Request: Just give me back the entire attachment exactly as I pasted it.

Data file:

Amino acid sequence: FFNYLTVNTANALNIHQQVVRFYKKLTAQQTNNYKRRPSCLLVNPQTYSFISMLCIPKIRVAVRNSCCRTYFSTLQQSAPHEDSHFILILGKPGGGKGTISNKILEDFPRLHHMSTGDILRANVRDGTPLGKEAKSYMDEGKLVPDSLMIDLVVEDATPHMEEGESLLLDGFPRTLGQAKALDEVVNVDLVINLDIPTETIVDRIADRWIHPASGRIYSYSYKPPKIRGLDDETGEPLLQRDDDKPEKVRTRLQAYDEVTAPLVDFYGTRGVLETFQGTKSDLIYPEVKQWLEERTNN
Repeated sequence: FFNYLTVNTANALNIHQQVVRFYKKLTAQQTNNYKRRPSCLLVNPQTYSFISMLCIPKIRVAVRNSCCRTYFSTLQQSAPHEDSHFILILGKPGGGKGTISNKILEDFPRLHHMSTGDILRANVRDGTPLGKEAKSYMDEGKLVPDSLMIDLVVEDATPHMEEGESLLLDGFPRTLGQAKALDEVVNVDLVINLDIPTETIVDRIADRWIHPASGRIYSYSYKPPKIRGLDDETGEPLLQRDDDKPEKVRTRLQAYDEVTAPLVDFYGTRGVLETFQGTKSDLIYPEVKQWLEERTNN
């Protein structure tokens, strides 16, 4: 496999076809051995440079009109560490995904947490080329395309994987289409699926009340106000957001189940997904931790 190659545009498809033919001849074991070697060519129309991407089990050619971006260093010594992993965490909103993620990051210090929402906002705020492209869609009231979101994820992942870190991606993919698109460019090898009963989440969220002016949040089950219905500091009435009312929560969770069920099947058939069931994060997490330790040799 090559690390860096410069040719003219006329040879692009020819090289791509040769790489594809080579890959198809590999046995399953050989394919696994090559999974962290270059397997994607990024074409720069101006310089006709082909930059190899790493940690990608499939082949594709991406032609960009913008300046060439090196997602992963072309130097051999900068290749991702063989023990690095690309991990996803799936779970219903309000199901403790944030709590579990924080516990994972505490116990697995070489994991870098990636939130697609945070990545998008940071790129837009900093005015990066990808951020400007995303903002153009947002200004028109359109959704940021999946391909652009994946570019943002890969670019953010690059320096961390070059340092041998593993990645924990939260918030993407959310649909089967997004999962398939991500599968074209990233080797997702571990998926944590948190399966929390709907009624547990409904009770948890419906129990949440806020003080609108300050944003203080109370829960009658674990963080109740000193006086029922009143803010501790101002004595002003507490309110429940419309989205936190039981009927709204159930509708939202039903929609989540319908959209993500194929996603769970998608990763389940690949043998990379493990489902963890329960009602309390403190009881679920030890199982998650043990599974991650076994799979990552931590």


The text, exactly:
Amino acid sequence: FFNYLTVNTANALNIHQQVVRFYKKLTAQQTNNYKRRPSCLLVNPQTYSFISMLCIPKIRVAVRNSCCRTYFSTLQQSAPHEDSHFILILGKPGGGKGTISNKILEDFPRLHHMSTGDILRANVRDGTPLGKEAKSYMDEGKLVPDSLMIDLVVEDATPHMEEGESLLLDGFPRTLGQAKALDEVVNVDLVINLDIPTETIVDRIADRWIHPASGRIYSYSYKPPKIRGLDDETGEPLLQRDDDKPEKVRTRLQAYDEVTAPLVDFYGTRGVLETFQGTKSDLIYPEVKQWLEERTNN
Repeated sequence: FFNYLTVNTANALNIHQQVVRFYKKLTAQQTNNYKRRPSCLLVNPQTYSFISMLCIPKIRVAVRNSCCRTYFSTLQQSAPHEDSHFILILGKPGGGKGTISNKILEDFPRLHHMSTGDILRANVRDGTPLGKEAKSYMDEGKLVPDSLMIDLVVEDATPHMEEGESLLLDGFPRTLGQAKALDEVVNVDLVINLDIPTETIVDRIADRWIHPASGRIYSYSYKPPKIRGLDDETGEPLLQRDDDKPEKVRTRLQAYDEVTAPLVDFYGTRGVLETFQGTKSDLIYPEVKQWLEERTNN
């Protein structure tokens, strides 16, 4: 496999076809051995440079009109560490995904947490080329395309994987289409699926009340106000957001189940997904931790 190659545009498809033919001849074991070697060519129309991407089990050619971006260093010594992993965490909103993620990051210090929402906002705020492209869609009231979101994820992942870190991606993919698109460019090898009963989440969220002016949040089950219905500091009435009312929560969770069920099947058939069931994060997490330790040799 090559690390860096410069040719003219006329040879692009020819090289791509040769790489594809080579890959198809590999046995399953050989394919696994090559999974962290270059397997994607990024074409720069101006310089006709082909930059190899790493940690990608499939082949594709991406032609960009913008300046060439090196997602992963072309130097051999900068290749991702063989023990690095690309991990996803799936779970219903309000199901403790944030709590579990924080516990994972505490116990697995070489994991870098990636939130697609945070990545998008940071790129837009900093005015990066990808951020400007995303903002153009947002200004028109359109959704940021999946391909652009994946570019943002890969670019953010690059320096961390070059340092041998593993990645924990939260918030993407959310649909089967997004999962398939991500599968074209990233080797997702571990998926944590948190399966929390709907009624547990409904009770948890419906129990949440806020003080609108300050944003203080109370829960009658674990963080109740000193006086029922009143803010501790101002004595002003507490309110429940419309989205936190039981009927709204159930509708939202039903929609989540319908959209993500194929996603769970998608990763389940690949043998990379493990489902963890329960009602309390403190009881679920030890199982998650043990599974991650076994799979990552931590």